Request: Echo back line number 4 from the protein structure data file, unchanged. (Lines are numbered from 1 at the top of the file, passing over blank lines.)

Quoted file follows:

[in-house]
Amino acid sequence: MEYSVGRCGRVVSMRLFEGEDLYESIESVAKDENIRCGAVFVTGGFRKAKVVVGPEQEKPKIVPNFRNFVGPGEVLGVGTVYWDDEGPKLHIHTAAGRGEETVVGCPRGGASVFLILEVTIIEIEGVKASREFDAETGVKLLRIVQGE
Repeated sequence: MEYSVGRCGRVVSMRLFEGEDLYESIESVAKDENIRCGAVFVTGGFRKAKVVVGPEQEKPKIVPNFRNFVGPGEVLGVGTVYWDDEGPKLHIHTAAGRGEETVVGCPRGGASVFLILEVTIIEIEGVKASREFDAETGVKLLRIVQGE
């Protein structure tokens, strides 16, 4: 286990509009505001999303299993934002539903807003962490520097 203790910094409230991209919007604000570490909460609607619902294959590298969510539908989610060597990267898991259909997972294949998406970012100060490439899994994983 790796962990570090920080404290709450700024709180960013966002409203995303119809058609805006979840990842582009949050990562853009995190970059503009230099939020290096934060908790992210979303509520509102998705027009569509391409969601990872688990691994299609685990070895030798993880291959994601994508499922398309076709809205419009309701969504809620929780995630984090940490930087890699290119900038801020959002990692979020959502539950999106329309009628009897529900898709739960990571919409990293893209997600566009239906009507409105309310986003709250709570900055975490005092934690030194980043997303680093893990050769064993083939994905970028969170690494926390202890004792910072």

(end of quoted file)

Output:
């Protein structure tokens, strides 16, 4: 286990509009505001999303299993934002539903807003962490520097 203790910094409230991209919007604000570490909460609607619902294959590298969510539908989610060597990267898991259909997972294949998406970012100060490439899994994983 790796962990570090920080404290709450700024709180960013966002409203995303119809058609805006979840990842582009949050990562853009995190970059503009230099939020290096934060908790992210979303509520509102998705027009569509391409969601990872688990691994299609685990070895030798993880291959994601994508499922398309076709809205419009309701969504809620929780995630984090940490930087890699290119900038801020959002990692979020959502539950999106329309009628009897529900898709739960990571919409990293893209997600566009239906009507409105309310986003709250709570900055975490005092934690030194980043997303680093893990050769064993083939994905970028969170690494926390202890004792910072």